Our longing for Thailand never seems to cease. But now we look beyond the hip hangouts and touristy shores, searching for true gems. And we’ve found one on the island Krabi. After only a year since its opening has Banyan Tree Krabi established itself as the hottest new resort in Thailand. We had the chance to speak to Craig McMahon, Area Director of Sales & Marketing at Banyan Tree about the design concept, their unique approach to combine personal well-being and greater sustainability into one concept, and what he foresees as travel trends for the future.
When guests arrive at the resort, they are greeted with a “wai” gesture welcoming them to a Sanctuary for the Senses. Referring to the wondrous nature that surrounds Banyan Tree Krabi, the dedicated staff hope visitors to take time to enjoy the views, the scents, and the sounds of the rainforest and the sea.
With a lush jungle scene as backdrop, and sea view of Krabi’s world-famous limestone wonders at sunset, this resort will make for some memorable moments.
Since the launch late 2020, Banyan Tree Krabi is showcasing not only the most Instagrammable setting that for sure will make for some memorable moments – although guests are advised to turn off their phones during their stay – but also true, and genuine hospitality, that Thai people are masters of.
Heading this new establishment is long-time industry veteran Craig McMahon, Area Director of Sales & Marketing at Banyan Tree Krabi & Samui.
– We are blessed with one of Thailand’s most famous vistas, the Than Bok Khorani National Marine Park, whose limestone cliffs jutting from the sapphire sea adorn many a photograph and postcard. That iconic image sits just a kilometre or two offshore, directly in front of the hotel, and every villa faces westwards towards the limestone towers and the sunset. It truly is the most magnificent sight. And behind us we have the Naga Crest Mountain, which is a protected national park and a rainforest ripe for hiking with trails, waterfalls, and abundant plants and flora.
What is the vision behind Banyan Tree Krabi?
– Banyan Tree opened its first ever hotel in Phuket back in 1995. So, after expanding the brand across the world for 25 years, it was indeed good karma to come full circle, back to the Andaman Sea, which our chairman believes to be one of the most picturesque places in the world. The time was right to create a “sanctuary for the senses” at this location, to help consolidate Tubkaek Beach as an exclusive venue. To date, there is still no traffic light, no 7-Eleven, nor even a grocery store on the beach. It remains serene and unspoilt. It may also be worth mentioning that Krabi Province in general is taking more and more of the spotlight as an idyllic paradise, as many returning guests to Thailand perhaps feel that nearby Phuket has become too crowded and commercial.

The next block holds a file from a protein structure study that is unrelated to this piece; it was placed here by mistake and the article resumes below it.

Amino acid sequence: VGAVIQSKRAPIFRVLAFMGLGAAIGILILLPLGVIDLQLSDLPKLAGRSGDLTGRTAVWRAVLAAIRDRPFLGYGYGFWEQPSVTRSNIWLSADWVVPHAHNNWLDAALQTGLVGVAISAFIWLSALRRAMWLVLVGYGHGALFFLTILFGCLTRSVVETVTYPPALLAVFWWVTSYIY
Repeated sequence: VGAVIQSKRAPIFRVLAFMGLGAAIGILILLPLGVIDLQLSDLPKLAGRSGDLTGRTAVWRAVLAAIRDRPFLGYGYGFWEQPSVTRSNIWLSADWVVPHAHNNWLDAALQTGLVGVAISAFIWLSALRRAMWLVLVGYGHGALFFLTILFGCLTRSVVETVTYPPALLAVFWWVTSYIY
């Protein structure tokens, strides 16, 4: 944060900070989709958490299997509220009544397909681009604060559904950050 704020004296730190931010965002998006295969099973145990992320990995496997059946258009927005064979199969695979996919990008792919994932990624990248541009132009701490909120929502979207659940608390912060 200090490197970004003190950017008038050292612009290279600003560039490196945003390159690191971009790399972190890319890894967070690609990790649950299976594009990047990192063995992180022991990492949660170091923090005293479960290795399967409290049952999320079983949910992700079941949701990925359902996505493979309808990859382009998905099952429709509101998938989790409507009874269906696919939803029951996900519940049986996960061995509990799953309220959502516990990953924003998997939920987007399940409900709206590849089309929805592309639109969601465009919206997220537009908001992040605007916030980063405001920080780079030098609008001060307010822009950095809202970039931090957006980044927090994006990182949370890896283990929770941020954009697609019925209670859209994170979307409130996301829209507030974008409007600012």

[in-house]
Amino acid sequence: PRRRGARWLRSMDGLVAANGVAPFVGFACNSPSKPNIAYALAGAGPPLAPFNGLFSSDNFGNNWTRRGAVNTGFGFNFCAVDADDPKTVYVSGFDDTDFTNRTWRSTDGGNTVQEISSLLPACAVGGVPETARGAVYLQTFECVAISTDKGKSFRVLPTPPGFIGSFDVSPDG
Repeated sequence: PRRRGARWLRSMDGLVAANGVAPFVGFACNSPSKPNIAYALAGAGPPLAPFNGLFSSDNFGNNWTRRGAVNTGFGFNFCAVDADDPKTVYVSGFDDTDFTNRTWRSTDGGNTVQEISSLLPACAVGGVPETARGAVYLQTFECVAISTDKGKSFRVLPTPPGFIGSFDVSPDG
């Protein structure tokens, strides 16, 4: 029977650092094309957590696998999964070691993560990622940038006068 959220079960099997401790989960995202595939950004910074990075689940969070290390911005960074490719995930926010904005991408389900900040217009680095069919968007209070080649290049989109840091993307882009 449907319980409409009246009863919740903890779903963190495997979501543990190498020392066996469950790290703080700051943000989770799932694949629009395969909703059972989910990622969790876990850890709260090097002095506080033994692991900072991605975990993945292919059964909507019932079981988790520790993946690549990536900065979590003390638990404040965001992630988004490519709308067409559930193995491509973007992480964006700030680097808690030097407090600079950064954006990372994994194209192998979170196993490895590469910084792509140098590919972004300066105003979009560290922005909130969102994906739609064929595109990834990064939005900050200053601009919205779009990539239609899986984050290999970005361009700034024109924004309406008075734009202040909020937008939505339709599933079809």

Design-wise is Banyan Tree Krabi quite spectacular. Could you tell us more about the design, and who is behind it?
– The resort was designed by Architrave, Banyan Tree’s in-house design team. First and foremost, the concept was to deliver a soothing and enchanting ambience. A place where time stands still, where you don’t wear a watch and bury your face in your Iphone; instead forget about the pressures of everyday life. To that end, the team strived to maintain the natural setting as much as possible; the tiered hillside, the tree-lined beachfront, the mountain stream that flows right through the resort into the sea. Meticulous landscaping was key, and we think the resulting gardens and ubiquitous water features are an inspiration. The other element that was carefully introduced into the design was the “naga” symbol. A naga is a legendary serpent from Hindi mythology, but the fishing folk at Tubkaek tell many a tale and are quite superstitious about the naga. We wanted to honour that tradition, and so throughout the resort you’ll find images of the naga – sometimes very subtle – in the form of scaled patterns on the walls, a wavy serpentine staircase, and other naga motifs.
More and more travelers are seeking genuine experiences, for instance staying at resorts focusing on gastronomy or wellness. How have you incorporated that in your resort offering?
– One of the most recent developments is the introduction of our ”well-being sanctuary” conceptand the adaptation of several suites at the resort to be private. Our unique approach is to combine personal well-being and greater sustainability into one concept. We believe that well-being is about the connection within the self: mind, body, and soul; and without, between self, others and nature, or the world around us.
Can you tell us about the sustainability projects that you work with?
– At Krabi, we have our own herb garden, as you would expect from a venue that prides itself as a well-being sanctuary. Our chef grows an amazing variety of herbs and vegetables that can be naturally included in many local recipes. In fact, we have a sustainability team headed by Ms. Thepsuda who is a marine biologist from Bangkok. She is dedicated and works constantly to ensure we achieve maximum sustainability and minimum carbon footprint. Other sustainable steps worth mentioning, is that in 2020, in line with marine conservation goals, the group implemented a 25 percent benchmark of sustainable seafood sourcing by 2025 from sustainable fisheries. Banyan Tree Global Foundation said its experts will review seafood species served at each location and support identification of sustainably certified alternatives and opportunities for its properties.